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Solving the Mystery of the Richest Americans' Missing Wealth

Families in the top 1 percent are grabbing a rising share of the nation’s income -- why does the data show no jump in their share of the wealth?

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But Fed researchers do take eminently reasonable statistical steps to minimize this nonresponse factor. So what other explanation could account for Robert Frank’s “wealth-and-income puzzle”?

The Fed could be overestimating the wealth of average American families. Any overestimating of average household wealth would, of course, reduce the percentage share of America’s total wealth that the rich hold.

New York University economist Edward Wolff suspects this may indeed be happening. The Fed may be overestimating the wealth of average Americans, he notes, by not taking into account Corporate America’s massive switch from defined-benefit to defined-contribution pension plans.

The Wall Street Journal’s Robert Frank has still another explanation for the top 1 percent statistical puzzle, an explanation that no one, he concedes, can yet prove.

Those huge incomes that go into rich people’s pockets aren’t translating into a greater share of the nation’s wealth, Frank postulates, because the rich have been busy spending massively on “McMansions, yachts, planes, Gucci bags, bottles of Mouton Rothschild, and $300,000 watches.”

The rich, in other words, have been consuming, not investing, a huge chunk of their incomes. Now some of this consumption may add to a rich person’s net worth on paper. A yacht, for instance, can appreciate in value over time. But much of this consumption — a $2,632 ticket to a ballgame at the new Yankee Stadium, for instance — simply subtracts from a rich person’s net worth.

Could America’s rich actually be consuming, on personal pleasures, enough to put a statistically significant dent on their share of U.S. family net worth? Maybe. We have no reliable national data on rich people's personal consumption. But every so often we do get a glimpse at the immense fortunes America’s rich are regularly spending to be all they can be.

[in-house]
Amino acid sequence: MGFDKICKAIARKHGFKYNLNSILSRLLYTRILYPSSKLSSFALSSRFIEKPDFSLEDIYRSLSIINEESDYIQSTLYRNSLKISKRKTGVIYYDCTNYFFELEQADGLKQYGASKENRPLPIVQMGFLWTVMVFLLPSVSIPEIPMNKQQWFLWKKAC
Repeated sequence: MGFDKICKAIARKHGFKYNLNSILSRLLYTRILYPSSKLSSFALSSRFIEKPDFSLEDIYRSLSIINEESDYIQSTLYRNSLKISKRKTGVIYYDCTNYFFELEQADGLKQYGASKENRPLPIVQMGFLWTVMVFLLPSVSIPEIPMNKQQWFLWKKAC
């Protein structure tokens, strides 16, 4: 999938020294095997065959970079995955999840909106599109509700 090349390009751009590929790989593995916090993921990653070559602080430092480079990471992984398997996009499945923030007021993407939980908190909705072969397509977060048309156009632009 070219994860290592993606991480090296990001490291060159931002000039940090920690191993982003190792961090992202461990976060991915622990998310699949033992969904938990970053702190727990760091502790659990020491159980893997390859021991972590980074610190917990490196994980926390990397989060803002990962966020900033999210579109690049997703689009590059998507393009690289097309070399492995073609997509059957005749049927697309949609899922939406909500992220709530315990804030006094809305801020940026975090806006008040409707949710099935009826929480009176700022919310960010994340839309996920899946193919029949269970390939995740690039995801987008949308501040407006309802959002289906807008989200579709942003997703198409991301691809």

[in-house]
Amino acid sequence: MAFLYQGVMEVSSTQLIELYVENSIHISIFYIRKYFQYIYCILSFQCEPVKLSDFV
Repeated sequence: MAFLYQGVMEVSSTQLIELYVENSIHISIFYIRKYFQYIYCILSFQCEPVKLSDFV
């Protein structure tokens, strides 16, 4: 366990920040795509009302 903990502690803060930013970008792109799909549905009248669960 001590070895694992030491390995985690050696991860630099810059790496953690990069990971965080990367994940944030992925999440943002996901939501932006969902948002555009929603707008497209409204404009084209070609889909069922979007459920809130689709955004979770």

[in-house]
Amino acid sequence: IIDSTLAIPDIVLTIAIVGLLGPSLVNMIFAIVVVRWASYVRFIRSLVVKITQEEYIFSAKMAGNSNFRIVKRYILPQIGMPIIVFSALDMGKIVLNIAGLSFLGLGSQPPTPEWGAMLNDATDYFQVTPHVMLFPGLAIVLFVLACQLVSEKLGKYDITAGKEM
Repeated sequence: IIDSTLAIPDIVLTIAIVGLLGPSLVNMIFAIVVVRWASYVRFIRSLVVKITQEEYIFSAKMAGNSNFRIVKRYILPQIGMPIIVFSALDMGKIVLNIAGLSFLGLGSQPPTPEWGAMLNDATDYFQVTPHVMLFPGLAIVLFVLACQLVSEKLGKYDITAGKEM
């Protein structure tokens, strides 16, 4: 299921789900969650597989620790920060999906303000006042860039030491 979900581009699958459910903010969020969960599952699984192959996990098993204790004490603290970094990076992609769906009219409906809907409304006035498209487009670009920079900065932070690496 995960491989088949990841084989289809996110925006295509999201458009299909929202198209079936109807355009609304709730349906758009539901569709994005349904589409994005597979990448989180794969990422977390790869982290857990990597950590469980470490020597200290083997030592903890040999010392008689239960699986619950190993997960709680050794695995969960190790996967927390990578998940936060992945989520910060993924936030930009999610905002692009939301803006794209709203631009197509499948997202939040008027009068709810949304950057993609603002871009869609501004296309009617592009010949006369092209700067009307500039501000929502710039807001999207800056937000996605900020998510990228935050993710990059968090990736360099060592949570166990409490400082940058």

One such moment came last month in the Connecticut divorce trial of former United Technologies CEO George David — the nation's top-paid CEO in 2004 — and his 36-year-old former investment banking spouse, Marie Douglas-David.

Douglas-David is suing for $57 million more than her ex is offering. She needs that extra, her lawyers contend, to cover her basic expenses. These expenses, to be precise, run $53,000 a week, a sum that covers, among other outlays, “$4,500 a week for clothes, $8,000 for travel, and $1,500 for eating out.”

How typical might Douglas-David be? We can't know for sure. The puzzle of our top 1 percent's static net worth share, for now at least, must remain unsolved. Should that bother us? Does this puzzle, in the final analysis, really matter?

Sure does. The puzzle that the Wall Street Journal's Robert Frank has identified carries much more than just statistical significance. The entire rationale for cutting taxes on the rich rests, after all, on the notion that the wealthy will “invest” the extra dollars tax cuts deliver unto them. These investments, the argument goes, will strengthen the core economy and leave all of us better off.

But if the rich are frittering away their fortunes, they’re not creating wealth, they’re burning through it. And that, advises the Journal’s Frank, ought to be “a worrying sign for those who hope that the rich are sitting on the sidelines with loads of accumulated wealth, ready to lead us into recovery.”

Sam Pizzigati is the editor of the online weekly Too Much, and an associate fellow at the Institute for Policy Studies.

 
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